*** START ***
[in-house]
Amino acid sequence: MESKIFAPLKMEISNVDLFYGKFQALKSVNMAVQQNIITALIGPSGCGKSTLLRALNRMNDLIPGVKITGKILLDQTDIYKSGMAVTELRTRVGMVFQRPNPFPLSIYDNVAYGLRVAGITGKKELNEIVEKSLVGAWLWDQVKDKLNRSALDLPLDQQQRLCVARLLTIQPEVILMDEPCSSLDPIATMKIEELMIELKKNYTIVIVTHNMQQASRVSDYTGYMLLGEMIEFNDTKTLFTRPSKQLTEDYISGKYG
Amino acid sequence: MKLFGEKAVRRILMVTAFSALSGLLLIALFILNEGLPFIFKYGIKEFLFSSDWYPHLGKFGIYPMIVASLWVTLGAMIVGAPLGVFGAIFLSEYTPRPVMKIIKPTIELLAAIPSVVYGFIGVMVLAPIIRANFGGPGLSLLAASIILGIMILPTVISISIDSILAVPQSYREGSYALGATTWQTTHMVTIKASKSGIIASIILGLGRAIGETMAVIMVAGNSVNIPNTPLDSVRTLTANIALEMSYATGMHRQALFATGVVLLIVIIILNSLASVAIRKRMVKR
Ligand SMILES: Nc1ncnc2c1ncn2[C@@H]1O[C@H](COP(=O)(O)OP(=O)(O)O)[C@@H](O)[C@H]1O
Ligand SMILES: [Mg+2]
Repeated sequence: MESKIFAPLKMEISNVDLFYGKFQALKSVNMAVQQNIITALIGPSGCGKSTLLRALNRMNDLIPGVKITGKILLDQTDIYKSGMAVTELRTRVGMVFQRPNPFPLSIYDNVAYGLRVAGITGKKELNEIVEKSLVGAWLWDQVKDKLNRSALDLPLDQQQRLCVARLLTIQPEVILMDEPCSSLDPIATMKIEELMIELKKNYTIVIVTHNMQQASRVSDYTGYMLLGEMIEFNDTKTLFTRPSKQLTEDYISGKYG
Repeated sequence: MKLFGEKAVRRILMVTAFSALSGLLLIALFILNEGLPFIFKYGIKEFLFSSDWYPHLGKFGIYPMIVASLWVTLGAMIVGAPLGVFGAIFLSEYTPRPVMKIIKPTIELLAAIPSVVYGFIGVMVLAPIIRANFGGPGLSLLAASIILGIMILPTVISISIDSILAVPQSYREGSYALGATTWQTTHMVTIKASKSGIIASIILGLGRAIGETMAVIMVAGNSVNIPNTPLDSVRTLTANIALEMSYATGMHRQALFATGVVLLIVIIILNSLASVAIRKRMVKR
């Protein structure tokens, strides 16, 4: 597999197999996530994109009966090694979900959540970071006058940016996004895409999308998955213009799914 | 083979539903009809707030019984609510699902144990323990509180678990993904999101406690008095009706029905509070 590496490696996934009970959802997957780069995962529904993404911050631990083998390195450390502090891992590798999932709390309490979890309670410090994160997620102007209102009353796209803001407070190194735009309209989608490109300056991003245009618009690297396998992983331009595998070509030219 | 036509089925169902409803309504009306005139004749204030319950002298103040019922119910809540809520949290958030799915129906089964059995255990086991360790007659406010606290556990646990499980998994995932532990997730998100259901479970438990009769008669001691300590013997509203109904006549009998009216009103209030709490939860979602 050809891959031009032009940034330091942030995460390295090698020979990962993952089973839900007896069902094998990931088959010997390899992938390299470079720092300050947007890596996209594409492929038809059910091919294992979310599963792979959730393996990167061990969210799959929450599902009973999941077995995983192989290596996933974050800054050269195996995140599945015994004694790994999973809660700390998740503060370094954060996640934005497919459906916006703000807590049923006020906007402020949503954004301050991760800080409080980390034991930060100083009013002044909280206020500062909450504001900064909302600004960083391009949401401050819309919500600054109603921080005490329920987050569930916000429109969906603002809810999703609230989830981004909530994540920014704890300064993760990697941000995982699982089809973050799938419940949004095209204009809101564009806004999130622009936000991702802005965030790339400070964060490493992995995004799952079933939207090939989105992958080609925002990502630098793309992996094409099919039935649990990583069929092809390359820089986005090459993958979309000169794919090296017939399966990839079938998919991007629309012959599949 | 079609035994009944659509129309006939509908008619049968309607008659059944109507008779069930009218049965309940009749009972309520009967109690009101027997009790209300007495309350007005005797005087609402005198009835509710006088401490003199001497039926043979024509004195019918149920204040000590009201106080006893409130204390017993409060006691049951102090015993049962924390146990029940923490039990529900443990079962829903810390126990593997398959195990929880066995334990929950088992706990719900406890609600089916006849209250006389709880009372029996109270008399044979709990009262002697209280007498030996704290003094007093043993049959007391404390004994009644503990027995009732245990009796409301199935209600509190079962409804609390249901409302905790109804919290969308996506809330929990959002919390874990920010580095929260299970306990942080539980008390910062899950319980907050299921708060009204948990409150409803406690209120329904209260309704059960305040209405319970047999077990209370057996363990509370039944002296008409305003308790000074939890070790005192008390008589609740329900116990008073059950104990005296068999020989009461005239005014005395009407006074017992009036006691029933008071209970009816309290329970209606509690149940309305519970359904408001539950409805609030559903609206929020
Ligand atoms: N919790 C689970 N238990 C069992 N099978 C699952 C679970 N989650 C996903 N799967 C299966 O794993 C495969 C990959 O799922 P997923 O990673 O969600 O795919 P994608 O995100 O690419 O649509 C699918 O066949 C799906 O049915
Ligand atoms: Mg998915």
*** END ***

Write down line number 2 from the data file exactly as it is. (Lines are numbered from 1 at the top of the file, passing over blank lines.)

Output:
Amino acid sequence: MESKIFAPLKMEISNVDLFYGKFQALKSVNMAVQQNIITALIGPSGCGKSTLLRALNRMNDLIPGVKITGKILLDQTDIYKSGMAVTELRTRVGMVFQRPNPFPLSIYDNVAYGLRVAGITGKKELNEIVEKSLVGAWLWDQVKDKLNRSALDLPLDQQQRLCVARLLTIQPEVILMDEPCSSLDPIATMKIEELMIELKKNYTIVIVTHNMQQASRVSDYTGYMLLGEMIEFNDTKTLFTRPSKQLTEDYISGKYG